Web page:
Can You Make Up Delinquent Mortgage Payments in a Chapter 13 Bankruptcy?

Falling behind on your mortgage payments can be stressful. A mortgage is typically the biggest regular payment a household needs to make, and it can be a large portion of your monthly budget. If you need to pay two or more mortgage payments in the same month to catch up, it can seem impossible and you might think that foreclosure is your only option.

Before you succumb to foreclosure and lose your home, consider speaking to a bankruptcy attorney about your options. Chapter 13 bankruptcy might be a way you can save your home and catch up on your mortgage arrears over time.

What Happens If You Fall Behind on Your Mortgage Payment?

First, know that you are not alone if you have fallen behind on your mortgage. According to the Federal Reserve Bank of St. Louis, the single-family residential mortgage delinquency rate as of late 2023 was around 1.7 percent. In 2010, the rate rose as high as 11.48 percent at its peak.

Second, you should know that you have options. It’s tempting for someone in such a situation to stick their head in the proverbial sand because the math doesn’t add up and it seems impossible that they’ll ever catch up on their payments. However, there are numerous options for righting a mortgage train that’s gone a little off the tracks.

First, you should talk to your bank or mortgage lender as soon as you realize that you might have problems making your loan payments. Lenders often have programs to provide some relief, especially in situations where your financial situation is temporary. For example, if you lost your job but believe that you will have another one soon, you may be able to discuss options for deferring a few payments to the end of your mortgage.

If you are several months behind on your mortgage and foreclosure is nigh—or your debt issues are even bigger—Chapter 13 bankruptcy might be an option to consider.

How Are Mortgage Payments Treated in a Chapter 13 Bankruptcy?

How your mortgage payments are treated in a Chapter 13 bankruptcy repayment plan depend on your overall financial situation, the preferences of the bankruptcy trustee, and whether you are behind on your mortgage. There are two common methods for dealing with a mortgage during Chapter 13 when you want to keep the house:

  • Paying the lender directly. In this case, the mortgage is not included in the Chapter 13 bankruptcy and you agree to make timely payments throughout the years of your Chapter 13 repayment plan. You make those payments directly to the mortgage company just as you would if there was not a bankruptcy.
  • Paying the trustee. In this case, you do not make your mortgage payment to the bank directly. Instead, your mortgage amount is considered in your repayment plan. You make a payment (or multiple payments that add up to an agreed-upon total) to the trustee each month. The trustee uses those funds to pay your creditors, including making your mortgage payment for you each month.

In either case, failing to make the required payments can jeopardize your Chapter 13 case. If the mortgage company reports that you have fallen behind again or the trustee notes that you are not making your payments on time, the trustee might file a motion to have your case dismissed.

How Does Mortgage Arrears Impact a Chapter 13 Bankruptcy?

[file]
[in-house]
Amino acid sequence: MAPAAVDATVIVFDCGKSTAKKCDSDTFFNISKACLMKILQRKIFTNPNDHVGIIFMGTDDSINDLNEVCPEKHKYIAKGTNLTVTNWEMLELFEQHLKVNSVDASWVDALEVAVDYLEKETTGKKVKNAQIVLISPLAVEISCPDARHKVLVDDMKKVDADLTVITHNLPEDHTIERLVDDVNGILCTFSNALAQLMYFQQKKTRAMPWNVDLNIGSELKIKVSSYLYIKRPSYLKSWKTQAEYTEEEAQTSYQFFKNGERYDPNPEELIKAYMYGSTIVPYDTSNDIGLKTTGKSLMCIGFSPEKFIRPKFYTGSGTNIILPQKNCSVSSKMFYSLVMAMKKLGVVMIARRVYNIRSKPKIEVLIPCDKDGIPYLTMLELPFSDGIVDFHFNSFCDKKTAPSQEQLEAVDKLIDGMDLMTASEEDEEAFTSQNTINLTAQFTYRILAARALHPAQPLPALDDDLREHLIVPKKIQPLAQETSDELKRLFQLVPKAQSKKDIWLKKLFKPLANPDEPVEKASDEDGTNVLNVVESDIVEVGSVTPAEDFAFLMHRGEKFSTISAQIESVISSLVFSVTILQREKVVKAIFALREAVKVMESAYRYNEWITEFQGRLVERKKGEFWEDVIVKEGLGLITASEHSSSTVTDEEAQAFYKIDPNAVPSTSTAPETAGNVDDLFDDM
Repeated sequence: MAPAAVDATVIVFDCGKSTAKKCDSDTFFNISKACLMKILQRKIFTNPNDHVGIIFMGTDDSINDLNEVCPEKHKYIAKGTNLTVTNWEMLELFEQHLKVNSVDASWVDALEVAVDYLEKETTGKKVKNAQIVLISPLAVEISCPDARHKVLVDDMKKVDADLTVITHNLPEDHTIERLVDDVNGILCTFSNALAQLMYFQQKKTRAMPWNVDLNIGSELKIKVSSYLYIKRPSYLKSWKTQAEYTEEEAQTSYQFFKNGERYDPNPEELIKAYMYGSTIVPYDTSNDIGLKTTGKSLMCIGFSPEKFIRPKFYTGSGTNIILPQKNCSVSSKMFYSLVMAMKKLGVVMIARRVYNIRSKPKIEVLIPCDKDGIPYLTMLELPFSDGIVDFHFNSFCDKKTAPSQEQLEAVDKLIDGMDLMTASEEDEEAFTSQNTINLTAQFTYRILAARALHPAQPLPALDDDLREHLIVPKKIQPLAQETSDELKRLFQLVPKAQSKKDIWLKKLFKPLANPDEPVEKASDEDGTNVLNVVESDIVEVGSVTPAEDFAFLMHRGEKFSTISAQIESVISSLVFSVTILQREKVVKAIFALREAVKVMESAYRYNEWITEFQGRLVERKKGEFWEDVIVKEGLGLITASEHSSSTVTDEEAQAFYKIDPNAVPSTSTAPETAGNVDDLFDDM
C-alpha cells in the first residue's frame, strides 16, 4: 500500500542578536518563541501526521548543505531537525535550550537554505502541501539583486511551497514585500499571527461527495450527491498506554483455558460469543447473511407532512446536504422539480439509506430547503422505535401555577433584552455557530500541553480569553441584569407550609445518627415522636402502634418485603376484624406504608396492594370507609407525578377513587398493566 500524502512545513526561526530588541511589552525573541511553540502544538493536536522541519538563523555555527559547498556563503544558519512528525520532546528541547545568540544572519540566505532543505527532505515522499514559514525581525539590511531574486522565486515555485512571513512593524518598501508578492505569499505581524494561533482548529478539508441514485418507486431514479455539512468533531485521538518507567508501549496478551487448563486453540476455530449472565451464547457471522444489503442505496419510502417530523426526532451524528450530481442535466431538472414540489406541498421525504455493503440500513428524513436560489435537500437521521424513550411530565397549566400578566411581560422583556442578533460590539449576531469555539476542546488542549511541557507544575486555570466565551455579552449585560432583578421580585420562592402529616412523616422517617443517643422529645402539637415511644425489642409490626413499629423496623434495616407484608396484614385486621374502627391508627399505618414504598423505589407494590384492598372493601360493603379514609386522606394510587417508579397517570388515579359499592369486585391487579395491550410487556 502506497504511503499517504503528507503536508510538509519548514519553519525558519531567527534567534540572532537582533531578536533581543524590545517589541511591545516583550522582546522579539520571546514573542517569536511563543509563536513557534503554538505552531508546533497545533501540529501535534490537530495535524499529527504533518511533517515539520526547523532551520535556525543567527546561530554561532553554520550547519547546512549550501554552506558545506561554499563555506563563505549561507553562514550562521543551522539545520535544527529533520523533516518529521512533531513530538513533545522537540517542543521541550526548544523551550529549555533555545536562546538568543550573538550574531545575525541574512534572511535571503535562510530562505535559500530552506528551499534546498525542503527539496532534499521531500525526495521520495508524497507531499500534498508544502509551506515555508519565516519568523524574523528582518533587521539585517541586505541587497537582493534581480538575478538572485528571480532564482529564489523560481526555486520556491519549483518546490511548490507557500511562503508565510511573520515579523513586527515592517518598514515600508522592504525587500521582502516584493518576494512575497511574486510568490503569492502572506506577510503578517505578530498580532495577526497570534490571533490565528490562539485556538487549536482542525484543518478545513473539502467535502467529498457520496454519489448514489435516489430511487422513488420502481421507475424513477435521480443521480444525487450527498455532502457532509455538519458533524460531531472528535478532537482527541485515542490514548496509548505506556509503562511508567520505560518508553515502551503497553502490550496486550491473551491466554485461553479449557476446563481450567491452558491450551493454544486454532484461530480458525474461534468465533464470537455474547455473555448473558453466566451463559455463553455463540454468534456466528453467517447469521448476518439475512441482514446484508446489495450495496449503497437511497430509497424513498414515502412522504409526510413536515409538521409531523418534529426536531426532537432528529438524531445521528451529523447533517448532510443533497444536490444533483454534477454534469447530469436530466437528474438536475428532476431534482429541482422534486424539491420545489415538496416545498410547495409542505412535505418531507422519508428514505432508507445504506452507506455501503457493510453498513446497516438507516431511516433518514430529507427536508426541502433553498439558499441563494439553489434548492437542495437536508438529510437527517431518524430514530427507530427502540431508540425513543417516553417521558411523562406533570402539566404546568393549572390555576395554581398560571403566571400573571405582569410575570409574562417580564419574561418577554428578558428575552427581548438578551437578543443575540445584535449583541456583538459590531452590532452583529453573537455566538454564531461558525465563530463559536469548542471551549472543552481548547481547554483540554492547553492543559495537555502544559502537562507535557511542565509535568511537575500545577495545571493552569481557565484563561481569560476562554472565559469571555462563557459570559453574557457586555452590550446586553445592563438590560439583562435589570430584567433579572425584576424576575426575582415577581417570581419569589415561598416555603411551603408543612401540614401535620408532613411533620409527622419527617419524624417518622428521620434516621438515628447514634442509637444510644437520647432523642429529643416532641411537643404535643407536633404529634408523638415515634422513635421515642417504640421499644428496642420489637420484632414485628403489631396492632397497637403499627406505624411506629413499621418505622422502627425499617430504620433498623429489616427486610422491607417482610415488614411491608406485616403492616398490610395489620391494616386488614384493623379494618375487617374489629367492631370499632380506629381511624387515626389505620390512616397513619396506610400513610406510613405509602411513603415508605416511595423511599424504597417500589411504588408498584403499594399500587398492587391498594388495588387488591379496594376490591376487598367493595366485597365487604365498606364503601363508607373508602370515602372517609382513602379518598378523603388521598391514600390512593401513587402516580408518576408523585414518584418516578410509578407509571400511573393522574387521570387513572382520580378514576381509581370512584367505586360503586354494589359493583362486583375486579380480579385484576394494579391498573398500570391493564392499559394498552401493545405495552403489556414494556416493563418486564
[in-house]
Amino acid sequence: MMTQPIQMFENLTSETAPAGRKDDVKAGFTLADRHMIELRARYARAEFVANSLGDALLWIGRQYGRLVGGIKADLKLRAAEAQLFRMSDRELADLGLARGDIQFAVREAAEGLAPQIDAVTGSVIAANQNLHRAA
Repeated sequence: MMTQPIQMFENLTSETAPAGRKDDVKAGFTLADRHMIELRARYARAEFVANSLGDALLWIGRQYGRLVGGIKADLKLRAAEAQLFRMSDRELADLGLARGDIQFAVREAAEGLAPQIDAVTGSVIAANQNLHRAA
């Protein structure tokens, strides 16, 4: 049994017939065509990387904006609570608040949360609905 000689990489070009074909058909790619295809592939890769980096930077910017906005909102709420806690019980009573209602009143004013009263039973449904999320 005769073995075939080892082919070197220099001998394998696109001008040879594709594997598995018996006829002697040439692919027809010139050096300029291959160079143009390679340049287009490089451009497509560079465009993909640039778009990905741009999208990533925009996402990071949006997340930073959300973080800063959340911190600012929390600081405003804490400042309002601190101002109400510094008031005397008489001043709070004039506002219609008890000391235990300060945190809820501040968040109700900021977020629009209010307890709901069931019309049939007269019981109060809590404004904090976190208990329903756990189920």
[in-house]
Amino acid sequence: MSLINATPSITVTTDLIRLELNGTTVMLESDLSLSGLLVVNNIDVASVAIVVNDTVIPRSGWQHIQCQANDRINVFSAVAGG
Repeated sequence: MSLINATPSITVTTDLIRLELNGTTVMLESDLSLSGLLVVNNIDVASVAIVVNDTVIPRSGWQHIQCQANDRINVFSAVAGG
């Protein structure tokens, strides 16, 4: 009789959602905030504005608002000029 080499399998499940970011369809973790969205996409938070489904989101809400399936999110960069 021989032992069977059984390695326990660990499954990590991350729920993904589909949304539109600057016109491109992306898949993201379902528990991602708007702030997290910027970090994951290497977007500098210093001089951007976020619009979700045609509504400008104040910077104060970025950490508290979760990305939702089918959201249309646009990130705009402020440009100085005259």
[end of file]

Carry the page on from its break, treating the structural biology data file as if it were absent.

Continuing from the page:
Mortgage arrears refers to how much you are behind on your mortgage. If you enter a Chapter 13 bankruptcy with mortgage arrears, this debt must be addressed. Typically, this is done via your Chapter 13 repayment plan.

As part of your Chapter 13 bankruptcy petition, you submit a repayment plan. The trustee and court must approve your plan. The plan details how much you will pay back to the creditors included in your bankruptcy filing and how much you will pay the trustee each month.

The trustee takes the money you pay into the plan and distributes it to your creditors to help pay back what you owe. Often, you only pay a very small amount of what you owe and the rest of the debt is discharged when you finish your repayment plan.

Your mortgage arrears are included in the repayment plan. Typically, it is handled as a separate line item from your current mortgage payments.

To better understand how this works, consider a hypothetical example: Joe enters bankruptcy with a mortgage on a home he wants to keep, a current car loan, and $100,000 in debt he wishes to discharge. His mortgage is $1,000 a month and he is four months behind. His car loan payment is $300 per month and he is current. Under his five-year repayment plan, he will only pay back $30,000 of the $100,000 in debt he owes.

Under his plan, Joe must pay the trustee $1,950 per month. The trustee distributes the money as follows:

  • $1,000 is paid to the mortgage company each month to cover that month’s mortgage payment
  • $300 is paid each month to cover the car loan
  • $500 is distributed to various creditors
  • $67 is paid to the mortgage company to cover the arrears debt
  • The rest is to cover the trustee’s expenses

In this hypothetical scenario, the $67 is paid every month for five years, resulting in the $4,000 in mortgage arrears being paid back during the repayment plan. At the end of the bankruptcy, Joe is current on his mortgage and can take back over his own payments.

Talk to a Bankruptcy Attorney Today

The above scenario is hypothetical and simplified. It doesn’t take into account fees, penalties, and many other details that must be considered in a Chapter 13 bankruptcy plan that involves mortgage arrears.

If you are behind on your mortgage and want to find out whether Chapter 13 bankruptcy can help you save your home, call the Holland Law Office at 970-205-9690.